Abington Flats consists of five buildings, the largest of which is 33 Green Street. Built in 1910, the four-story building features a commercial space on the ground floor with three floors of residential apartments above. Model Group Senior Project Manager Jennifer Walke said that all five buildings need “substantial rehab.” 33 Green Street will be 100 percent ADA accessible. The team is shooting for LEED Silver certification.

In an email to UrbanCincy, 3CDC Communications Manager Joe Rudemiller said that, depending on future tenants’ needs, there will be up to four retail or office space and up to two restaurants or bars.

Finding a restaurant or bar will be key to the project’s long-term financial viability. Tax credits fund a building’s development and construction; they don’t cover operating costs. Rent from below market-rate units might not cover its full cost. Rent paid by commercial tenants offsets this difference.

This is why investors rarely back affordable housing projects. It’s hard to profit. Plus, tenants with less financial security pose a greater risk to the owners. Cornerstone’s shared equity program strives to overcome this trend. Tenants can earn equity through timely rent payments and property maintenance. Build up enough equity and — after five years — it becomes cash. Abington Flats will use their system.

Total costs hover around $17 million — $13.8 million for the residential portion and $3 million for the commercial space. Several subsidies fueled the development, including Federal and State Historic Tax Credits and Low-Income Housing Tax Credits.

New Western Hills Viaduct Could Arrive in Late 2020’s

City officials recently unveiled plans for a new Western Hills Viaduct to replace the 84-year-old structure.

Built in 1931, the viaduct serves as the West Side’s main connection to the city’s urban core. “It affects everybody,” said Cincinnati City Engineer Richard Szekeresh, the project manager. Over 71,000 vehicles cross the bridge every day. However, a city study back in 2012 highlighted the bridge’s deteriorating structural conditions and the poor pedestrian and bicycle accessibility.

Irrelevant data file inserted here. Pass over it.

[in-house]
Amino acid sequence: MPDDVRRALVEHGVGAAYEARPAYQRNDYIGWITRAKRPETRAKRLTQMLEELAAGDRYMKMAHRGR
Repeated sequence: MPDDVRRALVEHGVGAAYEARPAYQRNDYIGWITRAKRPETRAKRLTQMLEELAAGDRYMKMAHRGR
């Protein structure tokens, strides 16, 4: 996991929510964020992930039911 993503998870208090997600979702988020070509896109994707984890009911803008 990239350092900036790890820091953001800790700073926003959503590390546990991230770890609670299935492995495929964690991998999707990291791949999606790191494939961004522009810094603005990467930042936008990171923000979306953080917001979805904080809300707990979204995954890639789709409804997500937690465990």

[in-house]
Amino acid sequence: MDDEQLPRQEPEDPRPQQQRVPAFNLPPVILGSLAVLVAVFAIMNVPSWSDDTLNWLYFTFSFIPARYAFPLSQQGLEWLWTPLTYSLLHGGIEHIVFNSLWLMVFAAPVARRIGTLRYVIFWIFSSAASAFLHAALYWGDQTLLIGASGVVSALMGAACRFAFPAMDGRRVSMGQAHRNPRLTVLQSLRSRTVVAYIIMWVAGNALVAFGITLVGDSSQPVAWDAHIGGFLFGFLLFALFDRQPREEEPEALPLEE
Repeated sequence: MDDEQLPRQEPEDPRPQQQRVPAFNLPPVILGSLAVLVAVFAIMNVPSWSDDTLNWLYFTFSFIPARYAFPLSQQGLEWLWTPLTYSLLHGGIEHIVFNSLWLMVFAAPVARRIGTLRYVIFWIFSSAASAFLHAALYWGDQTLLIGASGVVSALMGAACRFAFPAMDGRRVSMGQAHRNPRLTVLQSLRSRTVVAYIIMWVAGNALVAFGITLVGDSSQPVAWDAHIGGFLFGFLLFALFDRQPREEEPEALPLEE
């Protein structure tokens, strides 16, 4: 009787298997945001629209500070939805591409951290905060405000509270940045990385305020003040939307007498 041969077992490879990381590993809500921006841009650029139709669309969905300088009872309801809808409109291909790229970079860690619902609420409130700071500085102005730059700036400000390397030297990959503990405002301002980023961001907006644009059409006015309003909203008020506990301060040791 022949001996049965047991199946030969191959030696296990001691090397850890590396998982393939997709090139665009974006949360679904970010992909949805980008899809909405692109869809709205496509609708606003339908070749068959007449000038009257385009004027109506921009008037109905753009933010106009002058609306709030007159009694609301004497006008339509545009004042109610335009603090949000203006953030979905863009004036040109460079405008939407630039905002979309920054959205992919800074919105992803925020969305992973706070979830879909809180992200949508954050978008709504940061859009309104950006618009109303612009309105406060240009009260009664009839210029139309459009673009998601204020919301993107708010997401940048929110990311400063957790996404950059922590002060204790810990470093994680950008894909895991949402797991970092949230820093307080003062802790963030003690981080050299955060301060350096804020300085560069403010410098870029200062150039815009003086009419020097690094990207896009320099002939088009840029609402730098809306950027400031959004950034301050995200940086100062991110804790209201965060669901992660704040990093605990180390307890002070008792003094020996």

The current viaduct is a car haven. Vehicles zoom by a single, narrow sidewalk along the southern edge and cyclists are rare. According to Department of Transportation and Engineering officials, the new structure will be pedestrian- and bicycle-friendly and built to light rail specifications.

Wester Hills Viaduct NewNew cable-stayed design presented by DOTE

Design

Heading west, the current bridge passes over Interstate 75, the CSX Queensgate rail yard, and then deposits cars onto Queen City Avenue in South Fairmont. Queensgate posed a significant problem for the engineers because they couldn’t shut down a privately-owned and high-trafficked rail yard for several years. “We had to find a way to build only from above,” said Szekeresh.

Two design features overcome this constraint. First, the cable-stayed bridge (shown in the renderings) has large distances between its support towers that (mostly) avoid the yard. Second, the physical structure consists of several interlocking parts, meaning the builders can simply insert the relevant pieces into place without much delay. Some rail lines will still be affected, but never for more than a few hours.

Traffic concerns ensure the old bridge will remain in use until its replacement is erected just to the south. The Ohio Department of Transportation (ODOT) must acquire several land parcels. All of them have been appraised, but ODOT must complete its environmental review before it can purchase the properties.

Funding